Lowndes County, Alabama, Memorializes Victim of Racial Terror Lynching at Courthouse


The Lowndes County Community Remembrance Coalition partnered with EJI to install a historical marker to memorialize the 1888 lynching of Theo Calloway. The marker stands on the grounds of the Lowndes County Courthouse in Hayneville, Alabama.

The marker was installed on November 18 in a small, socially distanced gathering outside the courthouse that included several descendants of Mr. Calloway.

On December 12, the coalition hosted a virtual gathering, during which more than 70 people came together to watch a commemorative video made in honor of Mr. Calloway. The coalition had planned a historical marker dedication ceremony for April 26 that had to be canceled due to the Covid-19 global pandemic.

Watch the dedication ceremony

Theo Calloway Lynched on the Courthouse Lawn

In March 1888, a 24-year-old Black man named Theo Calloway was accused of killing a white man. Mr. Calloway insisted that he had acted in self-defense and awaited his opportunity to make his case in court. But he never had the chance to stand trial.

On March 29, 1888, a mob of at least 200 white men abducted Mr. Calloway from jail just hours before he was scheduled to appear in court. They hung him from a chinaberry tree on the courthouse lawn and riddled his body with bullets.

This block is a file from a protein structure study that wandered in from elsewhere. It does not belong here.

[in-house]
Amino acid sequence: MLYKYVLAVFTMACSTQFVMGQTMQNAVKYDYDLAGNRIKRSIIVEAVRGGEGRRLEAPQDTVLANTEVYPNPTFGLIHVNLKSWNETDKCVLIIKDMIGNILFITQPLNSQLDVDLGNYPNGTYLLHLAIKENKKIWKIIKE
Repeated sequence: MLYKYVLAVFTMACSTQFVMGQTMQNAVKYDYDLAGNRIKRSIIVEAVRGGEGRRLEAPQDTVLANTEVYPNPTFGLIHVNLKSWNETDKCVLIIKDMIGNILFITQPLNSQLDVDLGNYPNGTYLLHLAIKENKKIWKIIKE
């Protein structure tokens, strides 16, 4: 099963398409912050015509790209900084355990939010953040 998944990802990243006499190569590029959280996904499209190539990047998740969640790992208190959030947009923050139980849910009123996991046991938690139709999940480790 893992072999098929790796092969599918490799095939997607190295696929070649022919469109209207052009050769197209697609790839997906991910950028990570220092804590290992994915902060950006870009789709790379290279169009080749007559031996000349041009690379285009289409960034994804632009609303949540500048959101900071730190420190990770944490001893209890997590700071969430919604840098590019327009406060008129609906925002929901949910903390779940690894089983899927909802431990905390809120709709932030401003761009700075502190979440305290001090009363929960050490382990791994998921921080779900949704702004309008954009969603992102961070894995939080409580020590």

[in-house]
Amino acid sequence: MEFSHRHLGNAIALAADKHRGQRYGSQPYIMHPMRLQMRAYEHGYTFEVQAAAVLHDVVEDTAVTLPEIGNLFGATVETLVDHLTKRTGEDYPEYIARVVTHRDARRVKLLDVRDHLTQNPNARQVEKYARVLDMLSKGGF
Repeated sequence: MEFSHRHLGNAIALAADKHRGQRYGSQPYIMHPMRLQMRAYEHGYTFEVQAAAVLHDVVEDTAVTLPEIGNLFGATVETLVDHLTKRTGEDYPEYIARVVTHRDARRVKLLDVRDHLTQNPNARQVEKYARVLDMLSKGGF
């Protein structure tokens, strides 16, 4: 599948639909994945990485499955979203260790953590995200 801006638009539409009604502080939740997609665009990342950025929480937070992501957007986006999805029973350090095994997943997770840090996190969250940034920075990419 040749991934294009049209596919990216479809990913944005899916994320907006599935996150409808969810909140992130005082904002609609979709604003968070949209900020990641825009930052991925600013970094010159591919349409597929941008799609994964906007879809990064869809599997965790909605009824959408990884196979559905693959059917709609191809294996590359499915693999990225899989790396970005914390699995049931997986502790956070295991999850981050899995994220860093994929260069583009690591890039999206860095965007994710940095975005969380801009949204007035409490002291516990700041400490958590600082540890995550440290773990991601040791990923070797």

Later that day, Mr. Calloway’s parents arrived to attend their son’s court hearing. Instead, they learned of their son’s lynching and had to retrieve his mangled corpse.

Like all racial terror lynchings, the murder of Mr. Calloway was intended to terrorize the entire Black community, but for months afterward, Lowndes County’s Black residents protested Mr. Calloway’s lynching. Their calls for accountability were ignored and they were criminalized for seeking justice. The same local law enforcement and state officials who had failed to prevent the illegal mob murder of Mr. Calloway violently confronted and arrested dozens of Black people for demanding justice on his behalf.

Built in 1856, the Lowndes County Courthouse is the oldest continuously operating courthouse in Alabama. It represents a legal system that tolerated generations of racial terror lynching. At least seven African American victims of racial terror lynching in Lowndes County were seized from jail or police custody before they were killed.